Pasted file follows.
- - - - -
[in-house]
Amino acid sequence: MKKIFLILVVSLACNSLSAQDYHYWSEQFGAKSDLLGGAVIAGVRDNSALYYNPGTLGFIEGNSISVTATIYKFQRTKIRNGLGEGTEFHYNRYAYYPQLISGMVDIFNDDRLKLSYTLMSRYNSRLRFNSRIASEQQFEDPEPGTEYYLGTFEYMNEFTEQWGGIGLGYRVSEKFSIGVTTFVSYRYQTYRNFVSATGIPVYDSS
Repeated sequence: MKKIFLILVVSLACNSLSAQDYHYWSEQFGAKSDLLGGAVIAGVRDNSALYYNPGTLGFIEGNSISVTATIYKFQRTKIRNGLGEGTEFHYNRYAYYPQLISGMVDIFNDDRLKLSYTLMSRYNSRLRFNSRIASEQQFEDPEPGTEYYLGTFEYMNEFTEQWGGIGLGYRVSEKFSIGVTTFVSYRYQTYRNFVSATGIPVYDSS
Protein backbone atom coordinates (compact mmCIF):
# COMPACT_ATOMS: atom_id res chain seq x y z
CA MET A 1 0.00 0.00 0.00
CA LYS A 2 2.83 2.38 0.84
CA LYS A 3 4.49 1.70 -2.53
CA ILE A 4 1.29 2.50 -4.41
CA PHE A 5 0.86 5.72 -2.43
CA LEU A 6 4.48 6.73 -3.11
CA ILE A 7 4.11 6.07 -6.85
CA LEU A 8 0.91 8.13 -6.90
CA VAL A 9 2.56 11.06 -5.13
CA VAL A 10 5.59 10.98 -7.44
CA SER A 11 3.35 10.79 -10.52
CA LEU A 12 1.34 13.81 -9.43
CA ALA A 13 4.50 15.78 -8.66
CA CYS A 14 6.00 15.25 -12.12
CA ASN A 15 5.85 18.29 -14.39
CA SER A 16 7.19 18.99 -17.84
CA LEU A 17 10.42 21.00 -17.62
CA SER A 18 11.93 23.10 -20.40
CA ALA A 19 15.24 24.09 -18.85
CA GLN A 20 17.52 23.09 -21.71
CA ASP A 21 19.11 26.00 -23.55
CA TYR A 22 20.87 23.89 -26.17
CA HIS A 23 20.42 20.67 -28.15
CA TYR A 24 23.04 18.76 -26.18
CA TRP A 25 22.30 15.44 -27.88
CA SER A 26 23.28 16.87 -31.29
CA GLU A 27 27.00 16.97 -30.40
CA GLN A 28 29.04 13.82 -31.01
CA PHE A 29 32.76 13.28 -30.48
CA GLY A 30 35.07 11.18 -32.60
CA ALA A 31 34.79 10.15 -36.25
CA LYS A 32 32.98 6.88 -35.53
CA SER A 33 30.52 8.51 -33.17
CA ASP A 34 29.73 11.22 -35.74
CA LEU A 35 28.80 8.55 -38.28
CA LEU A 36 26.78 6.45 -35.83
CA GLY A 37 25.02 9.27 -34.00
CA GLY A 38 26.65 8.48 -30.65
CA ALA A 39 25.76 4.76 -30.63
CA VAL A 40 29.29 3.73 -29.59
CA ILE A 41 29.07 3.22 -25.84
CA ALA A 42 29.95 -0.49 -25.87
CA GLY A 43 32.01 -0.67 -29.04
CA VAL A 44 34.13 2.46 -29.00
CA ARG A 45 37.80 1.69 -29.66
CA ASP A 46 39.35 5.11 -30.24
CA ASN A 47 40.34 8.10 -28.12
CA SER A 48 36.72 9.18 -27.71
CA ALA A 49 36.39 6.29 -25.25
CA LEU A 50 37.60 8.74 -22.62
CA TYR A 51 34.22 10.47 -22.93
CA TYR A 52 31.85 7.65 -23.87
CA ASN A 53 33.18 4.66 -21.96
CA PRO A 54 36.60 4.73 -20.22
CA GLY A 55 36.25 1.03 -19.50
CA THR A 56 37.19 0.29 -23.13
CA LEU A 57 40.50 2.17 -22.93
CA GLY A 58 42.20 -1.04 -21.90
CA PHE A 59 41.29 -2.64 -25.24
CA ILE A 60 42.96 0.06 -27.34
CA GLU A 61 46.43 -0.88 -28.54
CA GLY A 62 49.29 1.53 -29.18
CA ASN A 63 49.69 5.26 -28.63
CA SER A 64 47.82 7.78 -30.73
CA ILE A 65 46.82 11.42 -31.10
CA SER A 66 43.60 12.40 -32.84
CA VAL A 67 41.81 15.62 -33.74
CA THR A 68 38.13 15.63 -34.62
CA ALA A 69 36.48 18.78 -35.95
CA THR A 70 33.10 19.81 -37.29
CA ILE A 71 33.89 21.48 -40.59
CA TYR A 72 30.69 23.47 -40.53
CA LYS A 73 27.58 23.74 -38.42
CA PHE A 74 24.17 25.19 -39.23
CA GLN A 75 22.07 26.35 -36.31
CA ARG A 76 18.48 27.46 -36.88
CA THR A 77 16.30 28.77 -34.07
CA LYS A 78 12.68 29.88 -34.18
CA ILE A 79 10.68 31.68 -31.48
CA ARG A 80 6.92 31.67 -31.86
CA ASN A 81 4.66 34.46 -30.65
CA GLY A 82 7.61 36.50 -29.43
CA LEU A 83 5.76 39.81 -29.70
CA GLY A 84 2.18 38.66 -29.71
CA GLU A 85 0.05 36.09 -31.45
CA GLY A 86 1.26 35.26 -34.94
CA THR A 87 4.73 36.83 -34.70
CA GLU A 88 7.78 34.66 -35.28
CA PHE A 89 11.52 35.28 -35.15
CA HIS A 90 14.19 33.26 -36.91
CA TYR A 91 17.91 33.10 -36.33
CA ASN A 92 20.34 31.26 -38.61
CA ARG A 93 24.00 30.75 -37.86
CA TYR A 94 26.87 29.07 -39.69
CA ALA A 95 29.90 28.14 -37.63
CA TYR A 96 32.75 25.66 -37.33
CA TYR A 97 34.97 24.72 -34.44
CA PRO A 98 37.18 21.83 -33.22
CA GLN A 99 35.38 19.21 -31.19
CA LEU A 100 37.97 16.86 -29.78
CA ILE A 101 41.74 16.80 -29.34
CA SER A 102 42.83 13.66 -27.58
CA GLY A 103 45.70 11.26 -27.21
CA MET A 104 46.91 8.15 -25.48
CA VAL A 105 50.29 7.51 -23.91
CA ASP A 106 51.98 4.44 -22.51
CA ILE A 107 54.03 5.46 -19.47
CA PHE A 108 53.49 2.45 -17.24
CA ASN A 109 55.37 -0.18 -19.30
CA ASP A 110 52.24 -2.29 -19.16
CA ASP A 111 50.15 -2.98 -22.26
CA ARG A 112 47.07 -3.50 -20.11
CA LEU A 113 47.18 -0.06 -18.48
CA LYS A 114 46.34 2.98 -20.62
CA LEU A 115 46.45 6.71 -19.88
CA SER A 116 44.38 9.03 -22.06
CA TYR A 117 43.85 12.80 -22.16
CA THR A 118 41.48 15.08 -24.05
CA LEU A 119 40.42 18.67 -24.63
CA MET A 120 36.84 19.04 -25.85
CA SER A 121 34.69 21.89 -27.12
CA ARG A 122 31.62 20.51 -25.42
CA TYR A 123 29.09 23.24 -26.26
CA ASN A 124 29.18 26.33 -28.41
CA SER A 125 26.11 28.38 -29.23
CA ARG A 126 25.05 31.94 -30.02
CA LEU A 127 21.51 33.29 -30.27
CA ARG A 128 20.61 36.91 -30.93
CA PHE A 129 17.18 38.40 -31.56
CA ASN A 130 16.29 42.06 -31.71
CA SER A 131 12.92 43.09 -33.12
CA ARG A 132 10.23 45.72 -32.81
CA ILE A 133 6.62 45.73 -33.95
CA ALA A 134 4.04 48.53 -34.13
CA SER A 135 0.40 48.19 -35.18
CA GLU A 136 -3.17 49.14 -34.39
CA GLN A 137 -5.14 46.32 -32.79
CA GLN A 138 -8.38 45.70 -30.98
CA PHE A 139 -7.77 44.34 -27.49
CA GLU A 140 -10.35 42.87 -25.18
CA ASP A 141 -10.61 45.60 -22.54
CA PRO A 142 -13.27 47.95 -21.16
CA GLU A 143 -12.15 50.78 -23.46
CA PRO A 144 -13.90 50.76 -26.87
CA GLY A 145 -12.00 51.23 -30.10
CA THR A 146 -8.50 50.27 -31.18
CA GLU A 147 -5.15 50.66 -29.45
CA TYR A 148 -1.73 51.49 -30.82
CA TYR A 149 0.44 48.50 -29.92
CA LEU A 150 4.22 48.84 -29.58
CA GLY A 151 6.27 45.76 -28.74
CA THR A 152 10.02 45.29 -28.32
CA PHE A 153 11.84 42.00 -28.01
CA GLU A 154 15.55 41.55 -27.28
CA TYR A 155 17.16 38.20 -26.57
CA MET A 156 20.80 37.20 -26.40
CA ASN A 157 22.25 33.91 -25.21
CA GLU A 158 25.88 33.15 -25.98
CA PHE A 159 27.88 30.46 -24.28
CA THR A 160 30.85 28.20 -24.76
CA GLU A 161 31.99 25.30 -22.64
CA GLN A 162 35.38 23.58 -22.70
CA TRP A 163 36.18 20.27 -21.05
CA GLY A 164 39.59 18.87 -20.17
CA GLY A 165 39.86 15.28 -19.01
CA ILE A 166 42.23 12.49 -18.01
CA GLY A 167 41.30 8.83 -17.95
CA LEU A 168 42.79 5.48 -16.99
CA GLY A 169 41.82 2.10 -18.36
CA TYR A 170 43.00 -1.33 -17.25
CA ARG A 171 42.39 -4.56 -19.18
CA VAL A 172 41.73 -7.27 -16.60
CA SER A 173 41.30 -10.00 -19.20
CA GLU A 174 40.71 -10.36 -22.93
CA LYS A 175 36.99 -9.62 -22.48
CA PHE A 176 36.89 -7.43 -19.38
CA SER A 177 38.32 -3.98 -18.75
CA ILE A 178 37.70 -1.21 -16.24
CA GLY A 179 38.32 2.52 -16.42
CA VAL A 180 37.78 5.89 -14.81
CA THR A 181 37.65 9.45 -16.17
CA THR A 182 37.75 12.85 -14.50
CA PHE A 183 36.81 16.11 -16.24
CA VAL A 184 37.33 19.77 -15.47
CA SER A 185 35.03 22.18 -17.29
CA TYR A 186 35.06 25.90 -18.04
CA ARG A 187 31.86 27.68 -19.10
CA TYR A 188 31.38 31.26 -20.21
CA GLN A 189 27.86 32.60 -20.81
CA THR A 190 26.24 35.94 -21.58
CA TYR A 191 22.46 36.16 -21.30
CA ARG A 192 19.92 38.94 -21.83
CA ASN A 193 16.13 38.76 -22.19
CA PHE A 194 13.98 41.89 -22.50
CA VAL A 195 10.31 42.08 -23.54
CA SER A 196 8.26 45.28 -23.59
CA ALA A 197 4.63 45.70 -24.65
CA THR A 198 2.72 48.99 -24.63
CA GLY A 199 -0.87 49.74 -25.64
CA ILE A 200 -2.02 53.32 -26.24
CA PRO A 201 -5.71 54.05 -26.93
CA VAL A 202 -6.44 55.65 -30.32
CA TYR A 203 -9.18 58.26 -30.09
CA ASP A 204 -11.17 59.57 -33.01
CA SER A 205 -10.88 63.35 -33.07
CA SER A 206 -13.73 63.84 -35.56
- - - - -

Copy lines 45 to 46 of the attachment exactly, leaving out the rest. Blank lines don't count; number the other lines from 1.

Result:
CA VAL A 40 29.29 3.73 -29.59
CA ILE A 41 29.07 3.22 -25.84